The format industry is worth $22 billion worldwide.

Labels: , , , , , , , ,

Government told ACC changes will hurt Maori

Labour's ACC spokesperson David Parker says the Government ignored warnings its changes to Accident Compensation will adversely affect Maori.

Cabinet papers released to Mr Parker show Te Puni Kokiri advised the changes are likely to have a disproportionate effect on Maori because they are more likely to be employed in high risk jobs and be from low income families.

He says the changes fall on the poor.

“There are 400,000 season and casual workers in New Zealand. A lot of them are Maori. A lot of them are working in industries like fruit picking or freezing works. The changes to ACC mean following an accident their ACC in the future would be based on an annual average rather than their ability to earn more,” Mr Parker says.

ACC minister Nick Smith was warned his changes would not save the Government money, because the costs would be transferred to the health and welfare budgets.


The Maori Party is backing the introduction of the Human Assisted Reproductive Technology (Storage) Bill, but it's warning the Government there's no guarantee of further support.

The bill changes the law around the storage of gametes and embryos.

Waiariki MP Te Ururoa Flavell says the Maori have strong views about issues of life and death and it's important they those views known to the select committee.

“Some of the advice we received early on is we need to be careful on this sort of bill because we are dealing with te ira tangata so any of those issues we need to be careful. Our view is let it go to first reading but let’s make sure our people get in and make some submissions on the bill,” Mr Flavell says.

The Maori Party has given similar conditional first reading support to National's ACC changes and to its emissions trading scheme, which the party eventually voted into law.


Maori tourism operators hope to cash in on new international flights arriving into Rotorua.

An Air New Zealand A 320 ... which seats 157 people... will fly direct to sulphur city tomorrow.

Trevor Maxwell, the town's deputy mayor, is in Sydney to catch the first flight.

He says the new service will provide a steady influx of visitors for Maori tourism operators such as Mitai and Tamaki Maori Village.

Trevor Maxwell hopes flights from Brisbane and Melbourne will eventually be added to the schedule.


Maori programmes are likely to remain in off-peak ghettos on TVNZ, according to the broadcaster's former senior Maori executive.

Broadcasting Minister Jonathon Coleman has taken steps to repeal TVNZ's public broadcasting charter and put the focus on attracting viewers and making money.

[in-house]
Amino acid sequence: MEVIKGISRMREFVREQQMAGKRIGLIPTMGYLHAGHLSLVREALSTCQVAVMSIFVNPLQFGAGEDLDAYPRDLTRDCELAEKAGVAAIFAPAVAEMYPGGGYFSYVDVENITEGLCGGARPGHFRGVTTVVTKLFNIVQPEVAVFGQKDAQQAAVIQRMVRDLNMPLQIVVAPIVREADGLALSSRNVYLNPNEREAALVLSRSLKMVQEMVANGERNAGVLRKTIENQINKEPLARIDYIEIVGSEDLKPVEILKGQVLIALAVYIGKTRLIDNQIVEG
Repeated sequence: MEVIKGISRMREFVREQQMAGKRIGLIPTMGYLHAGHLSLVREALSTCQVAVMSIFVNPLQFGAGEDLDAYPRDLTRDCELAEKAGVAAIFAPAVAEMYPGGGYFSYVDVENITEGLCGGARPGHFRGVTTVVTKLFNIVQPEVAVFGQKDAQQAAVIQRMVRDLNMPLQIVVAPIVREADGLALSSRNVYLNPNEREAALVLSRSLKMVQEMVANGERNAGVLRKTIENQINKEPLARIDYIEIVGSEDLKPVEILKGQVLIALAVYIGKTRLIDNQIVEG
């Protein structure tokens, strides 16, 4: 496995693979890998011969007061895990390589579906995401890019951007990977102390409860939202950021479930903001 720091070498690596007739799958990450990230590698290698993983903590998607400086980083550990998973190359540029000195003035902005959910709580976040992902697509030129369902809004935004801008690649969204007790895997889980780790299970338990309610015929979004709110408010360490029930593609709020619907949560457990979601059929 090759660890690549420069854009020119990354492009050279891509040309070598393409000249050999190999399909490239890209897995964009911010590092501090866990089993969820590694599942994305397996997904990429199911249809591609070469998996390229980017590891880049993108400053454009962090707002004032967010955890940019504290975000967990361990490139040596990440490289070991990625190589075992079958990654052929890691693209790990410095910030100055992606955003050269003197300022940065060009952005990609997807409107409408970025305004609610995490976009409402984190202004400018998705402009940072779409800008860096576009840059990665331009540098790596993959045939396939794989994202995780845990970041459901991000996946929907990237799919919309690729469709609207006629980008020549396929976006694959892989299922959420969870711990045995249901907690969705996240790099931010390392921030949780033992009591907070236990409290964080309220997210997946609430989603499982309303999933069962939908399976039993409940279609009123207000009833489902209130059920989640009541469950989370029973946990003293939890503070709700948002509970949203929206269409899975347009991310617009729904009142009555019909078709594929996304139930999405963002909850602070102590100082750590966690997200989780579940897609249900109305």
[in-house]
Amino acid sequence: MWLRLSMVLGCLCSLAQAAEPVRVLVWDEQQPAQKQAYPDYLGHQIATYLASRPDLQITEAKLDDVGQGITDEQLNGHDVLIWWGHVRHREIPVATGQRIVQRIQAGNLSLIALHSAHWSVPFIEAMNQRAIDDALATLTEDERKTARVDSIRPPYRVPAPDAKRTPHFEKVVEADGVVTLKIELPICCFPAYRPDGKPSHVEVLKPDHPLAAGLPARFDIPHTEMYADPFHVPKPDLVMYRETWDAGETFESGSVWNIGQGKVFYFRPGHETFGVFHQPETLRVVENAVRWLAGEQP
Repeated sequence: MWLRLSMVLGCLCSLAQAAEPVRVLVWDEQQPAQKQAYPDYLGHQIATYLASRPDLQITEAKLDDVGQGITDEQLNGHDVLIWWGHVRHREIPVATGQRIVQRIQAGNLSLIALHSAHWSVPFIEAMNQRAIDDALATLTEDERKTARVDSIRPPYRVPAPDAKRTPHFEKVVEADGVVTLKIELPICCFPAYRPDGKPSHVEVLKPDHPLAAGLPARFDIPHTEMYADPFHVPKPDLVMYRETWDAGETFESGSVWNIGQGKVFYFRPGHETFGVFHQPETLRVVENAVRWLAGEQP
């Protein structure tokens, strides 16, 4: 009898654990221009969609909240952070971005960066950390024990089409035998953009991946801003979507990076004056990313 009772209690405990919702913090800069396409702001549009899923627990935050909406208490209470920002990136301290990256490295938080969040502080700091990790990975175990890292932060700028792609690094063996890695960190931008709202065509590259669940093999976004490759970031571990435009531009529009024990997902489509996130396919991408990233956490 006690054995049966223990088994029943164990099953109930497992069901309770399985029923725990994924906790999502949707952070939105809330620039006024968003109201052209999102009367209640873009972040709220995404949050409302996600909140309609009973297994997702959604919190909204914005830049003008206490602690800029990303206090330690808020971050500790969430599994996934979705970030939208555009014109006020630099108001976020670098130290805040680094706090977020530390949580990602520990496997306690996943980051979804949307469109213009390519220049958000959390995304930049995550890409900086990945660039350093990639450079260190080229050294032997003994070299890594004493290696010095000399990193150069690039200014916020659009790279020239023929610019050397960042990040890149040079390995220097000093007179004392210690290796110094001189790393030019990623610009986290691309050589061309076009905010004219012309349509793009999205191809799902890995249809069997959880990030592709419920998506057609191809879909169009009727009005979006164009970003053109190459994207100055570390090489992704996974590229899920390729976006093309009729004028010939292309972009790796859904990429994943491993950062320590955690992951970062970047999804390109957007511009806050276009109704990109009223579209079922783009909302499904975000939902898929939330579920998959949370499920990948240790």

Hone Edwards says commercial requirements mean the rare local show with Maori content that makes it to prime time will have rate highly to keep its slot ... such as the reality programme One Land which debuts on Sunday, where Maori and Pakeha families are made to live in 19th century conditions.

“And I hope for them that it rates because if it doesn’t it will be taken off given this way this bill has been written,” Mr Edwards says.

Even without prime time slots, the reach of Television One is so great that even in off-peak times it draws more viewers than prime time shows on Maori Television.


While the country is technically out of recession, the Council of Christian Social Services says its effects are biting harder than ever and Maori are being hit hardest.

The council's third vulnerability report says at 14 percent, the rate of Maori unemployment is three times that of Pakeha.

Executive officer Trevor McGlinchey says the number is swelled by the fact the Maori population is relatively young, and many are extremely vulnerable.

“You start seeing things like families who can’t afford to pay the rent so you have families who are doubling up in homes. You have a huge demand for emergency accommodation and demand for food banks has gone through the roof so even a year ago we’d seen 100 percent increase from the year before, Now we’ve got 100 percent increase from last year in many foodbanks,” Mr McGlinchey says.

Foodbank managers and budget advisers report that stress is overwhelming many families.


Renowned steel guitarist Ben Tawhiti will today join the choir of entertainers singing the praises of record industry pioneer Eldred Stebbing.

The Auckland based producer and entrepreneur died on Sunday aged 88.

His funeral is at All Saints Church in Ponsonby this afternoon.

Mr Tawhiti was a regular visitor in the early days of Mr Stebbing's Herne Bay home studio, adding his guitar to sessions by artists both Maori and Pakeha aiming for the top of the charts.

“Wonderful guy who made us what we are today in the music industry. I’m going their and gong to have a korero on behalf of our Maori entertainers. Who have walked in the door of Zodiac Studios in the early days,” Tawhiti says.

Thursday, December 10, 2009

Maori economy central to emissions scheme

Prime Minister John Key says Maori involvement in the emission's trading scheme is one of the reasons international experts rank New Zealand in the top group of countries with proposals to fight climate change.

Mr Key heads to Copenhagen at the weekend to lead the New Zealand delegation to the United Nations Climate Change summit.

He says the treaty process has put the country in a unique position as far as indigenous people are concerned.

“The Maori economy is intimately intertwined with big parts that are affected by climate change, whether it’s agriculture or fishing, some parts of manufacturing, forestry these are big interests that Maori own,” Mr Key says.